As well as emphasizing the need for a formal and trackable process for reference requests, Nitzan Sofrin, Reference Program Manager at Cornerstone, offered this pearl of wisdom for making the most of your customer references: ask customers joining the reference pool questions to get to know them better and understand how they can contribute to future activities.

For instance, you might want to ask them what other languages they speak or what their exact use cases are. That will help you match the right advocate to the right activity as you grow your program.

Meaghan Sullivan, Customer Marketing Manager at Google Cloud, was also generous enough to share her insights on reference management:

  1. It’s your job to help your customers be better storytellers. Whether you give them advice on how to structure a compelling story or simply edit their videos, helping them to be better at storytelling makes both of you look good.
  2. Build a two-way relationship with your customers. Make sure you understand their goals; that way, you can create a co-marketing program where you share their messaging through their customer stories and everybody wins.
  3. Track your references not only to show results but also to prevent customer fatigue. You need to protect your customers and ensure that they’re not overused.

Top tips to get maximum value from B2B reviews

Let's talk a little bit about reviews. Victoria LaPlante, Director of Customer Marketing at Numerated, shared these three hot tips on how to harness their power:

  1. Ask your sales teams where potential customers are looking for reviews. There are so many review sites – G2, Gartner, Capterra, Trustpilot, Trustradius, and so on – that you can’t possibly cover them all. Your sales teams can help you decide which sites to prioritize.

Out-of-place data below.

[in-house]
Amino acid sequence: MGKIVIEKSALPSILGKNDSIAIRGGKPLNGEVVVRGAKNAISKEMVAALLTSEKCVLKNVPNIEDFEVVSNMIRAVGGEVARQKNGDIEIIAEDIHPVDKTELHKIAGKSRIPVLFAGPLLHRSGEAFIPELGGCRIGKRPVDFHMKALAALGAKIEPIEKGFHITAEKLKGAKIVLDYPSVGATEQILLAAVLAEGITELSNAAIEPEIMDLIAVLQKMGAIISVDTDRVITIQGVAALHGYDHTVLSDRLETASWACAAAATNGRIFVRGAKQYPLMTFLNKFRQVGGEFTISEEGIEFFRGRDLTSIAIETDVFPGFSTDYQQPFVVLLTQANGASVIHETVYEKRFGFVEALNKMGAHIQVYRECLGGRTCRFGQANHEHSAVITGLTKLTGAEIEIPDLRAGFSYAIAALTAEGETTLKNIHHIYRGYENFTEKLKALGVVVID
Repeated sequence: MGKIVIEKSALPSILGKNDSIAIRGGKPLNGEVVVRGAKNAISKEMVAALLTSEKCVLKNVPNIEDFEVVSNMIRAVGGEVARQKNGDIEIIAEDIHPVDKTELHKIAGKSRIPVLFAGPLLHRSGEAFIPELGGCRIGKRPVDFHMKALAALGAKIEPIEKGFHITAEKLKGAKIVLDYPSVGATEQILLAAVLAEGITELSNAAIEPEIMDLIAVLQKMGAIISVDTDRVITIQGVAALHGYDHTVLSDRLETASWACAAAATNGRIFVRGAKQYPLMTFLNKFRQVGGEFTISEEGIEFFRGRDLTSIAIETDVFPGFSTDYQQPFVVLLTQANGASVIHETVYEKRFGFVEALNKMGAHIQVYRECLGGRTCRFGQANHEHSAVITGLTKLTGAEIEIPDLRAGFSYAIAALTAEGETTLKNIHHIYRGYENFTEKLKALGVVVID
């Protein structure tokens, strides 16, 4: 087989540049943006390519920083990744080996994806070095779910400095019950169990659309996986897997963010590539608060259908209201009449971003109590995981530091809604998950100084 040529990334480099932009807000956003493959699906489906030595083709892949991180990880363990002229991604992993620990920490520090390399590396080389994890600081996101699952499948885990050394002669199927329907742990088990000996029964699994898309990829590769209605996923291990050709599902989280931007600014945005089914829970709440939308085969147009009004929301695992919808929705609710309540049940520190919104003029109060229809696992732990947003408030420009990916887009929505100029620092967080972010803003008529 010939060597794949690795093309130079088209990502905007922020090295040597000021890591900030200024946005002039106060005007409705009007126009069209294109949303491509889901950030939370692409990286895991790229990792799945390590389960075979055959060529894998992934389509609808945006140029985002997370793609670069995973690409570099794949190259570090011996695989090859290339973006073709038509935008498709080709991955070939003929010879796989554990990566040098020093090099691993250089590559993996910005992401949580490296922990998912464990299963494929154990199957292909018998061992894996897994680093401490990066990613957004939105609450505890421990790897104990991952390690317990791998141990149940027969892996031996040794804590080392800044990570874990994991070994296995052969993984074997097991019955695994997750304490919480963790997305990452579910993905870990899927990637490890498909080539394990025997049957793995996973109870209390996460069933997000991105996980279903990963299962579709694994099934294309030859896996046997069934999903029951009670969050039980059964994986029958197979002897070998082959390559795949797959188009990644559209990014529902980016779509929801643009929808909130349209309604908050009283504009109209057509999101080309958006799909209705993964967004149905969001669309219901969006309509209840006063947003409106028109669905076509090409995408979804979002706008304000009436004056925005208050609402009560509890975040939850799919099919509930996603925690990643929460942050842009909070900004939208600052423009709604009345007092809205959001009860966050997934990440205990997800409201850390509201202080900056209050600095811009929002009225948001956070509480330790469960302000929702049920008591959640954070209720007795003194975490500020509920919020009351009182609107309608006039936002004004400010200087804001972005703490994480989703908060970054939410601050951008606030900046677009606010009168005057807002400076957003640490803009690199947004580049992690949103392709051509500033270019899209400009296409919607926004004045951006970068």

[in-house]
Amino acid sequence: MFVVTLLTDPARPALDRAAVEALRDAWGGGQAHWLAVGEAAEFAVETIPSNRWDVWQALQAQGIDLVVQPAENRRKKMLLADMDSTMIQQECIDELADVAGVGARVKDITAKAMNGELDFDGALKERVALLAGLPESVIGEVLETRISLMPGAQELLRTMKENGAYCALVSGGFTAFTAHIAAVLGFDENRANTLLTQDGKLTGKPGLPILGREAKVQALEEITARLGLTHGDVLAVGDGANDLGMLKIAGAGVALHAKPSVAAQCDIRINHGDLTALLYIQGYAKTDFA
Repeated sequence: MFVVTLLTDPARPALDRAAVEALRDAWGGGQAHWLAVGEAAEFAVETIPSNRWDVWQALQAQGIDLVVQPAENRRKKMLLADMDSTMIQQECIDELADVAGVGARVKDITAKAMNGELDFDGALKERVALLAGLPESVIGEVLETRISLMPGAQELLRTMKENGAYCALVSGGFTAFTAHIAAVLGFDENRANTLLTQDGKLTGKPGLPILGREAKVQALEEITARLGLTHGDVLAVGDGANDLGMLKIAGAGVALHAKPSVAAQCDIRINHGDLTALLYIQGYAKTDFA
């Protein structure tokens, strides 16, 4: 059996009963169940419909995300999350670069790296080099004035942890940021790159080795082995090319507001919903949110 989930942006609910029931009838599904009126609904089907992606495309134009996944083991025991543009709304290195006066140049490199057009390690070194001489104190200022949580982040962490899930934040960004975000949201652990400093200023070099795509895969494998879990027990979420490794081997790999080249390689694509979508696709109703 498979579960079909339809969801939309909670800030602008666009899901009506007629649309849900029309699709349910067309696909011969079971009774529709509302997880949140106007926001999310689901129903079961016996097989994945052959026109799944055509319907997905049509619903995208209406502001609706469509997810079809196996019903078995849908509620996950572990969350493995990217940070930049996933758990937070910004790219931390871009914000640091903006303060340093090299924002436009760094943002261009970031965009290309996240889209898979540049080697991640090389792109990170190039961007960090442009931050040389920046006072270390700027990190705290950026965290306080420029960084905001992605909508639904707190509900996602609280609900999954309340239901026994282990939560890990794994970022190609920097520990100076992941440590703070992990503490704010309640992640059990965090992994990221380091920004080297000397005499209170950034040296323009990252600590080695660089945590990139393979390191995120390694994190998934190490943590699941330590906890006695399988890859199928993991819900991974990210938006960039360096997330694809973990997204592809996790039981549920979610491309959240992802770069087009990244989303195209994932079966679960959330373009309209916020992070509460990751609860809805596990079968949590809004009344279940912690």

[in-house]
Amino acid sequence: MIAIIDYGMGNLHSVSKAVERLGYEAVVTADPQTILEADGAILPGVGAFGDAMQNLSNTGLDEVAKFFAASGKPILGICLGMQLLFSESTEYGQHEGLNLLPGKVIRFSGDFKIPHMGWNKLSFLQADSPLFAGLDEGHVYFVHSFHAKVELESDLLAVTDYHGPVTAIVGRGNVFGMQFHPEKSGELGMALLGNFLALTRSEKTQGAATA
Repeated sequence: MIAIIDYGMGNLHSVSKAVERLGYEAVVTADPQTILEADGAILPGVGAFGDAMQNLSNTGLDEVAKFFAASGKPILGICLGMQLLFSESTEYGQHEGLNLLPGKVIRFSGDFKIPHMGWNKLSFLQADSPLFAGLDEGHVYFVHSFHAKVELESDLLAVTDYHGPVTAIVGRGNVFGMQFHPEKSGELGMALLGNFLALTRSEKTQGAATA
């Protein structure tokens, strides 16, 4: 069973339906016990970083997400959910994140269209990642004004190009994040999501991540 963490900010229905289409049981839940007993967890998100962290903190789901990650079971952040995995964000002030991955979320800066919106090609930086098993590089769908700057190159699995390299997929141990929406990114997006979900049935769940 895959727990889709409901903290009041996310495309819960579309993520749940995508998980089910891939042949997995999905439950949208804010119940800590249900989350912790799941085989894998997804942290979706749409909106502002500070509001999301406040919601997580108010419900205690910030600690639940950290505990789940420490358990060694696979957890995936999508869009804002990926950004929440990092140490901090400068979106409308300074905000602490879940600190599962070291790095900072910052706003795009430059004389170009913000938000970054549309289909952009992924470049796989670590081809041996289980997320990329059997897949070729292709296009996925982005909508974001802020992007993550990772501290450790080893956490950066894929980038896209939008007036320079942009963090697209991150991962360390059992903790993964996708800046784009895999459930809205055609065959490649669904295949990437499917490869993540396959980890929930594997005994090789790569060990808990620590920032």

2. Use two and three-star reviews to improve your product and product support. Investigate the cause of the review, fix the problem, then get back to the customer who wrote the review and show them the changes you’ve made. They might just become your most loyal customer and give you five-star reviews later on.
  3. Acknowledge and respond to all reviews – the good, the bad, and the mediocre.

Irwin Hipsman, Customer Success Marketing Manager at Nexthink, had these nuggets on B2B review platforms to share:

  1. Use a review platform with buyer intent data. That way, you not only generate traffic from the reviews on the site, but you also know who's looking at you versus competitors, and have more leads to give to the business.
  2. Read the small print on each review platform. Are you allowed to leverage the content of reviews for reports and marketing? That will help you choose the best review platform for you.

Building successful B2B communities

Scott Wilder, Head of Customer Engagement and Community at HubSpot, shared these hot tips on cultivating a successful advocacy community:

  1. When you're building a community, whether it's an advocacy community or a more general community, you have to have the customers as part of the team. When they’re involved in building it, you’ll know what they want the community to do for them, whether that’s providing support, networking opportunities, education, or something else entirely.
  2. Think of your community as a customer engagement platform and source of advocacy. Your community’s most active contributors are prime candidates for customer marketing and advocacy activities.
  3. Constantly listen to customers’ input on your community so you can iterate and keep it alive.

Finally, let’s look at some words of wisdom from Dani Weinstein, Senior Director of Customer Community and Growth at Kaltura, who offered these two tips to get the most out of your community:

  1. Use your community to drive value across the business. It’s an incredible source of advocacy materials for marketing. It can deflect support requests by providing answers to your users’ questions. It can support your customer success teams with content that quickly teaches your customers how to use your product, leading to increased adoption. Your community can even inspire new features among your engineering teams.
  2. A community with power uses can fuel your SEO, so make sure at least a part of your community is public.